Space has become such a commodity within retail that when brands take over a sizeable amount of prime real estate without transforming them into the traditional shop floor, we’re the first in line to see what’s going on and how it mirrors some of the ideas we have daily within the walls of our office.
Recently, both Samsung and Microsoft launched their own “experience centres”, with Samsung KX and Microsoft Oxford Circus opening their doors within weeks of each other. Two of the first to see how each brand approached the retail space were our Client Service Director, Dawn Nottley, and Creative Director, Matt Rowland.
The first impression of Samsung KX from both Dawn and Matt is one of awe; they fell in love with the location and the sheer scale of everything.
Matt: “From an architectural point of view, it’s an absolute win. They’ve got these two massive, almost empty theatres and the circles connect at certain points where there are mosaics on the floor.”
Dawn: “We know retailers within Coals Drop Yard, and they have been telling us how the anticipation has been building… the Samsung store itself, it’s kind of set on top, almost like the penthouse suite.”
This admiration continued once they made their way inside, Matt in particular having an appreciation for the space and attention to detail.
Matt: “The fact that the store is so open plan, and there’s so many departments within this, I think it’s quite cleverly done. But what I liked is every single touch point is well thought out. Even the security guard that greeted us and then the guy that came over to meet us and the tablet that he had, and the way he was able to take us through the dedicated microsite, how informative he was, was fantastic. But right from the word go, I wanted to get an understanding of why the store is there. What is its reason for being? Because we’ve seen pop up Samsung stores, we’ve seen dedicated retail stores, we’ve seen stores within stores. So, what was the role of KX?”
Straight away it was clear to both how Samsung, in this instance, were maximising the location, space and even their staff to provide a full user experience. Every aspect highlighting how the brand is at the pinnacle of advancements and technology rather than trying to directly sell a product.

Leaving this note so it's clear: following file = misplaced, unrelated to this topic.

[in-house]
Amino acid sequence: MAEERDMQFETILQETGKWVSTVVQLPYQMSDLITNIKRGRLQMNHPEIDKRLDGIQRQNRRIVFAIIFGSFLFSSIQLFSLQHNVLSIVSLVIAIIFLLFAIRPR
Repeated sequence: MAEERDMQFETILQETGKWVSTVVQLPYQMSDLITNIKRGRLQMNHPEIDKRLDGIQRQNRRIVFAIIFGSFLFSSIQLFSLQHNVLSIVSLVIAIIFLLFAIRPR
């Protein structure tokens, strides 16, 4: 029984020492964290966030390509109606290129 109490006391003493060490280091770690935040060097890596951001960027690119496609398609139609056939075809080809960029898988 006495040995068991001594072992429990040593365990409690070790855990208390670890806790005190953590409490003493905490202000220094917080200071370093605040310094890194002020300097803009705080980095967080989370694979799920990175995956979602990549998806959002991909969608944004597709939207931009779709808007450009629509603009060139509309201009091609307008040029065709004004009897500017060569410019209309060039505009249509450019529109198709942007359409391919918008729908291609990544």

Dawn: “The interesting thing for me is, we’re always looking at how we can drive, and combat loss of footfall on the high street for our retail clients. An answer is the repurposing of space. It’s to bring in that community feel to give customers another reason to go to these retail spaces. Samsung soft-launched the KX for a month just to test and learn how the space works and how customers received it, and then they’re going into the big unveil launch event. The people chosen to work in-store were more than staff – headhunted and trained ahead of launch. Their level of knowledge and passion makes them seem more like brand ambassadors, always on hand to discuss the Samsung ethos and what the “store” would bring to the area.”
Despite being in the soft launch stage when Matt and Dawn visited, preparations were already being made for the big launch which took place 3rd September. A store opening event using innovative vertical stages, that is tailored specifically for mobile phones so that the audience can completely capture their in-store experience, in this new Instagrammable world that we live in.
For both, this focus on the “experience” rather than the “sell” is forward thinking and something that makes these spaces really stand out.
Dawn: “The innovation is that it’s not a selling store at all. You can click and collect and you can order on one of the tablets, which was clever, because we know that click and collect is another reason for people to come into store, generates natural footfall. But the right-hand side was very much showcasing the innovation of tomorrow and on the left-hand side it was equally as immersive. It had the VR cars and the most amazing graffiti wall, where you’re given a remote control that you can shake and it sounds like the clicking of a spray can. Then staff go through how you can write on this graffiti wall and then they share it with you. So, you can post it on any of your social media channels, or they email it to you, to boost awareness of the experience.”